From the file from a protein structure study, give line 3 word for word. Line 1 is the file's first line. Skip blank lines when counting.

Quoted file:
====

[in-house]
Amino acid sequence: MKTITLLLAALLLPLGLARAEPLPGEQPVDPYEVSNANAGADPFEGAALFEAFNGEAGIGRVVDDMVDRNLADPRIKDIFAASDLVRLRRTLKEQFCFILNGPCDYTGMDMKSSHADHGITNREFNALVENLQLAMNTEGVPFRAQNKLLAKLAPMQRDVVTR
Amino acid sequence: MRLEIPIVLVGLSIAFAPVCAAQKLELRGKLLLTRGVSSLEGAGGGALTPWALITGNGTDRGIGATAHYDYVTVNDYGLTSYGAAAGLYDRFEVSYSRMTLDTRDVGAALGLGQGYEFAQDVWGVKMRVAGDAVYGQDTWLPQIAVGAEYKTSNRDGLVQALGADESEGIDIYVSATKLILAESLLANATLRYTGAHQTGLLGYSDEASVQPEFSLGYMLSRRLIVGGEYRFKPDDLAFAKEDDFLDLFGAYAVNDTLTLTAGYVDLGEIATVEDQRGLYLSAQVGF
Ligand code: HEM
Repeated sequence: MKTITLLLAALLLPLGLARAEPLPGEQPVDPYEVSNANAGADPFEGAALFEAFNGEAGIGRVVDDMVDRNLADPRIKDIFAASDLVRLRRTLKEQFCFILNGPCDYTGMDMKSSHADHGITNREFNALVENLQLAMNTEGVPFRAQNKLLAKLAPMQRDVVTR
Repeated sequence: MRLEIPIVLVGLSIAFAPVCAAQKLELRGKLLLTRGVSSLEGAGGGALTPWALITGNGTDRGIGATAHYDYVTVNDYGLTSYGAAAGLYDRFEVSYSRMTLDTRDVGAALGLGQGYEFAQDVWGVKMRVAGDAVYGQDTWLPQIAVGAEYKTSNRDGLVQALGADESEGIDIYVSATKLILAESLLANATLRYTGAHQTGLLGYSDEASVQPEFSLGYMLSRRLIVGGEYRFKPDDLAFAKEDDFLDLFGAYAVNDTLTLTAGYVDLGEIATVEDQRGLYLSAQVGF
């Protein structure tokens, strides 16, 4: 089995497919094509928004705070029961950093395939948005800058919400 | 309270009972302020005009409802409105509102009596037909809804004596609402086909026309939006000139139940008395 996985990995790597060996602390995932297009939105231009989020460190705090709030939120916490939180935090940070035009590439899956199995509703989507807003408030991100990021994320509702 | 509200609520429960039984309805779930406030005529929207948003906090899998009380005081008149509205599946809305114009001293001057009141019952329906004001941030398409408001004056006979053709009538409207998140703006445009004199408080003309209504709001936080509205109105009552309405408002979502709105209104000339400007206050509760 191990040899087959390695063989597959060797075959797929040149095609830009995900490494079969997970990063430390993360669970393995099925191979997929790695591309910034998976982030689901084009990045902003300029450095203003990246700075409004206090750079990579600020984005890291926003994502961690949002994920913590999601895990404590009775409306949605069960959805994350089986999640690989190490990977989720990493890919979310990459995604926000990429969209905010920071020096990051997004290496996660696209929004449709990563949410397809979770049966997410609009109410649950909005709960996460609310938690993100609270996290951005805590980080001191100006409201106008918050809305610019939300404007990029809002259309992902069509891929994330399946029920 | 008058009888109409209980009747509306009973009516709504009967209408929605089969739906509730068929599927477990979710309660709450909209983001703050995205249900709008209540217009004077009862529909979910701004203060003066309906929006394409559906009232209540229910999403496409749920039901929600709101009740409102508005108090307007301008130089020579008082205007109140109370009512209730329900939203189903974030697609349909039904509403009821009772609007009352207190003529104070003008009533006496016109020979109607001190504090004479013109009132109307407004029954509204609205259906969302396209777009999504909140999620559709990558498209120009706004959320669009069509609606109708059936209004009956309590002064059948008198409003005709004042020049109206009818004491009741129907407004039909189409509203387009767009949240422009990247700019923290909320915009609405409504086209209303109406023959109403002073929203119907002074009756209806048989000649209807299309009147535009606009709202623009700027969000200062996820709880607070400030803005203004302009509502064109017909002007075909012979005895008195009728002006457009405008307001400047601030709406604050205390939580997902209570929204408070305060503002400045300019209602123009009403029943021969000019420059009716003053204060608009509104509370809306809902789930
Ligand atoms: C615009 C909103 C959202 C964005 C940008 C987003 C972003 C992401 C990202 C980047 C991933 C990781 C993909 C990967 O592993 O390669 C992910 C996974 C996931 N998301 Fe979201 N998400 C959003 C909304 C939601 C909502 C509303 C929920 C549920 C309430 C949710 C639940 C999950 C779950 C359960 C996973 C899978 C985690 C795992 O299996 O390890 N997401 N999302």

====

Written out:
Amino acid sequence: MRLEIPIVLVGLSIAFAPVCAAQKLELRGKLLLTRGVSSLEGAGGGALTPWALITGNGTDRGIGATAHYDYVTVNDYGLTSYGAAAGLYDRFEVSYSRMTLDTRDVGAALGLGQGYEFAQDVWGVKMRVAGDAVYGQDTWLPQIAVGAEYKTSNRDGLVQALGADESEGIDIYVSATKLILAESLLANATLRYTGAHQTGLLGYSDEASVQPEFSLGYMLSRRLIVGGEYRFKPDDLAFAKEDDFLDLFGAYAVNDTLTLTAGYVDLGEIATVEDQRGLYLSAQVGF